News Release

A drug that lowers blood lipids could help treat the world’s most common liver disease

Drug repurposing: a new life for medicines

Peer-Reviewed Publication

University of Barcelona

The University of Barcelona has led a study that suggests using the drug known as pemafibrate to treat liver disease associated with metabolic disorders, the most common liver pathology in the world, which affects one in four people. The drug has long been marketed in Japan for another use: improving blood lipid levels in patients with hyperlipidaemia, a common condition in diabetics. Now, however, it could help address this serious liver disease, which still has no specific treatment.

The study, carried out on laboratory animal models and published in the journal Biomedicine & Pharmacotherapy, was conducted by a team led by Professor Juan Carlos Laguna, from the UB’s Faculty of Pharmacy and Food Sciences, the UB Institute of Biomedicine (IBUB) and the Physiopathology of Obesity and Nutrition Networking Biomedical Research Centre (CIBEROBN). The study has been carried out in collaboration with the research group of Professor Conxita Amat, from the Department of Biochemistry and Physiology of the same UB faculty, and the UB’s Nutrition and Food Safety Research Institute (INSA-UB), based at the Torribera Food Campus.

Drug repurposing: a new life for medicines

Metabolic dysfunction-associated steatotic liver disease (MASLD) is a condition formerly known as non-alcoholic fatty liver disease. It is a multisystem disorder, with a very heterogeneous origin and a diverse course that can degenerate into cirrhosis, liver cancer or liver failure. It usually has no clear symptomatology and the early stages can last for decades.

Today, pemafibrate is used to treat alterations in blood cholesterol and triglyceride levels (dyslipidaemia). According to the new paper, it could also open a new therapeutic avenue to address MASLD in the context of drug repositioning, i.e. the use of known and approved drugs in clinical practice to treat other pathologies. This strategy makes it possible to fully exploit the therapeutic potential of drugs and thus reduce the time and economic costs of bringing another drug to market to treat diseases without effective therapy.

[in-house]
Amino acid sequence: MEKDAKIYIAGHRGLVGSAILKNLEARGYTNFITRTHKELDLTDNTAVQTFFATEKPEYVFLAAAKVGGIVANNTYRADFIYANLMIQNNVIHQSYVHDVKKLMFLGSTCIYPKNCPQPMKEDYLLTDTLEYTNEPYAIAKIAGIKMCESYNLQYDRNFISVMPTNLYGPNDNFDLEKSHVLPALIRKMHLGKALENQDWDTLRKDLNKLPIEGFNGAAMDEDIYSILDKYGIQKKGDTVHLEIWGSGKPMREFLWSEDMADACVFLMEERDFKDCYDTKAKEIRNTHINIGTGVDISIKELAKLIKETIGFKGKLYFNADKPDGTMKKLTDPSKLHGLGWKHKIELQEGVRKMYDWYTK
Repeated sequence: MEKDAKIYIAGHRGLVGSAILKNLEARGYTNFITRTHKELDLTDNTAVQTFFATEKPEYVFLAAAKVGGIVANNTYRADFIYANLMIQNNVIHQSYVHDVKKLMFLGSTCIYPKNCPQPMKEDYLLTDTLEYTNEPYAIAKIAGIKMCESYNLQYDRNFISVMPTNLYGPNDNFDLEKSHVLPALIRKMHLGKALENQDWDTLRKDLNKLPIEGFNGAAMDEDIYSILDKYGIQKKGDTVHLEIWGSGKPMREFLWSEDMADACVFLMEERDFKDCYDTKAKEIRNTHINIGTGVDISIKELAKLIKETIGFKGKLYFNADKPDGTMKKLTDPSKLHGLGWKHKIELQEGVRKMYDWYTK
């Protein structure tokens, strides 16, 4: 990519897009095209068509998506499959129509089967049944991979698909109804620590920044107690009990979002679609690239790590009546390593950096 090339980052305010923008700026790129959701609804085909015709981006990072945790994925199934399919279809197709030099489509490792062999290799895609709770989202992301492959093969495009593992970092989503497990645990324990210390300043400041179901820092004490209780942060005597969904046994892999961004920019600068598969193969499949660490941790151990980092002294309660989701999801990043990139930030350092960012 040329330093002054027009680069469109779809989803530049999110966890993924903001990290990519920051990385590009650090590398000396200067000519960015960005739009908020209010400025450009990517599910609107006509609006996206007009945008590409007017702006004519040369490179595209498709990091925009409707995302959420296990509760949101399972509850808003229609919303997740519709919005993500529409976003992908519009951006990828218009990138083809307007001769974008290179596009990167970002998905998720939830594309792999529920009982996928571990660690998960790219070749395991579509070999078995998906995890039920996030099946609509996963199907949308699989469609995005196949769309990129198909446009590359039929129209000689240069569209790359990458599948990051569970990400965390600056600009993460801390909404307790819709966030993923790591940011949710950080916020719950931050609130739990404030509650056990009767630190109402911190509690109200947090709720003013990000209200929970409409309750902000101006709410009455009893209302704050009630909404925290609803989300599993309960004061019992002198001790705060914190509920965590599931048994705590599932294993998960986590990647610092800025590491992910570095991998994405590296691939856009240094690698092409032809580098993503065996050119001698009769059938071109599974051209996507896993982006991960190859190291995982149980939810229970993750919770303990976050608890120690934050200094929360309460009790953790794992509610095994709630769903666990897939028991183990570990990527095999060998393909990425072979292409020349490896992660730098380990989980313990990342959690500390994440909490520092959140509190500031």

“The common pathological manifestation of MASLD is hepatic steatosis (fatty liver disease, or SLD). Although it can be reversed with lifestyle changes, diet and exercise, in practice it is difficult to control and there are no specific drugs to treat it. The repositioning of drugs with a good safety profile for clinical use in other pathologies is an optimal approach to finding new treatments”, says Professor Juan Carlos Laguna, from the Department of Pharmacology, Toxicology and Therapeutic Chemistry.

In an experimental model of SLD in female rats, pemafibrate prevents the development of hepatic steatosis, increases fatty acid catabolism and cholesterol clearance in the liver, and shows a good safety profile. As the preclinical study was conducted in female rats, the findings could also help to identify sex differences in the physiology of chronic diseases and thus reduce gender bias in biomedical research.

“Pemafibrate is a new modulator of the transcriptional activity of the nuclear receptor PPAR-α (peroxisome proliferator-activated receptor alpha), which increases the hepatic oxidation of fatty acids, necessary for the synthesis of triglycerides and cholesterol esters — which accumulate pathologically in the liver in SLD — and also for bile acids, which favours the elimination of cholesterol from the body”, the researcher explains.

These results suggest that pemafibrate is a good candidate for therapeutic repositioning to treat SLD. “To our knowledge, this drug has not been used in the context of pharmacological repositioning, apart from a few exploratory clinical studies on its effects in liver pathology. Now we want to study its efficacy and safety in experimental models of more advanced liver disease, with the presence of inflammation and fibrosis in metabolic associated steatohepatitis (MASH)”, concludes Professor Laguna.

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